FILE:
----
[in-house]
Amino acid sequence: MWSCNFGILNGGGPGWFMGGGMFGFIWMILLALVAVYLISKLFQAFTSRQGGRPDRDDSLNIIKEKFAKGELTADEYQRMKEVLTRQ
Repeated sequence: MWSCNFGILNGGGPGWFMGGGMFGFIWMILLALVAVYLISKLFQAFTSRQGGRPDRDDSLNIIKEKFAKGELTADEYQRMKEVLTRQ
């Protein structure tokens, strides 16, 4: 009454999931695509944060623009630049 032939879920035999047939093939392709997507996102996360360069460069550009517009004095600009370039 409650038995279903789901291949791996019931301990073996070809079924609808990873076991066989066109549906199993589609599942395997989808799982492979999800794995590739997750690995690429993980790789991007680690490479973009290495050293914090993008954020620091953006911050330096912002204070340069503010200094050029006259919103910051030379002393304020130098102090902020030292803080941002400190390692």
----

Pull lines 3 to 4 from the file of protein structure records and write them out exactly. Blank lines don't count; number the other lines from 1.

Repeated sequence: MWSCNFGILNGGGPGWFMGGGMFGFIWMILLALVAVYLISKLFQAFTSRQGGRPDRDDSLNIIKEKFAKGELTADEYQRMKEVLTRQ
């Protein structure tokens, strides 16, 4: 009454999931695509944060623009630049 032939879920035999047939093939392709997507996102996360360069460069550009517009004095600009370039 409650038995279903789901291949791996019931301990073996070809079924609808990873076991066989066109549906199993589609599942395997989808799982492979999800794995590739997750690995690429993980790789991007680690490479973009290495050293914090993008954020620091953006911050330096912002204070340069503010200094050029006259919103910051030379002393304020130098102090902020030292803080941002400190390692």